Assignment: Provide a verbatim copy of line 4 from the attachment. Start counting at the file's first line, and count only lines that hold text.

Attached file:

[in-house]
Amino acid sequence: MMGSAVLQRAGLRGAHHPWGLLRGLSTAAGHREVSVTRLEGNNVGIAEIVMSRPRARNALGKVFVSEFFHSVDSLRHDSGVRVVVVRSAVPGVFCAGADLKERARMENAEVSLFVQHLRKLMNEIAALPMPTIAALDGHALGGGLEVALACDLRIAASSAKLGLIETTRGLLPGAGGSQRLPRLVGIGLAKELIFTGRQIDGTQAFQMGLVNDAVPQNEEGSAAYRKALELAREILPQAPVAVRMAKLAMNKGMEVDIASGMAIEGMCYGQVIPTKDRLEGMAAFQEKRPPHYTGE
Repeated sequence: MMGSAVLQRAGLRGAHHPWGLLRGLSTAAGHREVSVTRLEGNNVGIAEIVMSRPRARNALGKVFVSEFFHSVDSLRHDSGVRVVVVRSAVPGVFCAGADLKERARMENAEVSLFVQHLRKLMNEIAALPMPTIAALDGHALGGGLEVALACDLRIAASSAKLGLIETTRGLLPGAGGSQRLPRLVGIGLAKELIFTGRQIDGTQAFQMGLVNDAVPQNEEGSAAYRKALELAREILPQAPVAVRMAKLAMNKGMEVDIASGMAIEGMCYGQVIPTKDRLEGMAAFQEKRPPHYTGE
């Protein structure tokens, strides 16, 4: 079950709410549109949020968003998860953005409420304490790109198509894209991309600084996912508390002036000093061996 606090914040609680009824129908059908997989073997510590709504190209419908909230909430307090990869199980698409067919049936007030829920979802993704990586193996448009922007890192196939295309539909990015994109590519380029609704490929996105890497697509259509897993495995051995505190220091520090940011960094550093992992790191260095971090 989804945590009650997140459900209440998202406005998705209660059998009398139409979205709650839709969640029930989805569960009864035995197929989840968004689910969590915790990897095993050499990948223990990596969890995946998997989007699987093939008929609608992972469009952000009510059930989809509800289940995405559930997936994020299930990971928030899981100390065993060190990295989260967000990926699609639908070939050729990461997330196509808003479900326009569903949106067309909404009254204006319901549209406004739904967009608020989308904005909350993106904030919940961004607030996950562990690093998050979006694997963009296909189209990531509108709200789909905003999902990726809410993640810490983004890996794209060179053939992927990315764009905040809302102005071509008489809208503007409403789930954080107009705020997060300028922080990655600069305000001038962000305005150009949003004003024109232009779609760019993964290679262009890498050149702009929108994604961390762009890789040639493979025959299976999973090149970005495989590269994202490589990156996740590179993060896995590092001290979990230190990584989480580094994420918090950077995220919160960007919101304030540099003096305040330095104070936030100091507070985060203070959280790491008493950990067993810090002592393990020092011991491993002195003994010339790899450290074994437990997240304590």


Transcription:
């Protein structure tokens, strides 16, 4: 079950709410549109949020968003998860953005409420304490790109198509894209991309600084996912508390002036000093061996 606090914040609680009824129908059908997989073997510590709504190209419908909230909430307090990869199980698409067919049936007030829920979802993704990586193996448009922007890192196939295309539909990015994109590519380029609704490929996105890497697509259509897993495995051995505190220091520090940011960094550093992992790191260095971090 989804945590009650997140459900209440998202406005998705209660059998009398139409979205709650839709969640029930989805569960009864035995197929989840968004689910969590915790990897095993050499990948223990990596969890995946998997989007699987093939008929609608992972469009952000009510059930989809509800289940995405559930997936994020299930990971928030899981100390065993060190990295989260967000990926699609639908070939050729990461997330196509808003479900326009569903949106067309909404009254204006319901549209406004739904967009608020989308904005909350993106904030919940961004607030996950562990690093998050979006694997963009296909189209990531509108709200789909905003999902990726809410993640810490983004890996794209060179053939992927990315764009905040809302102005071509008489809208503007409403789930954080107009705020997060300028922080990655600069305000001038962000305005150009949003004003024109232009779609760019993964290679262009890498050149702009929108994604961390762009890789040639493979025959299976999973090149970005495989590269994202490589990156996740590179993060896995590092001290979990230190990584989480580094994420918090950077995220919160960007919101304030540099003096305040330095104070936030100091507070985060203070959280790491008493950990067993810090002592393990020092011991491993002195003994010339790899450290074994437990997240304590």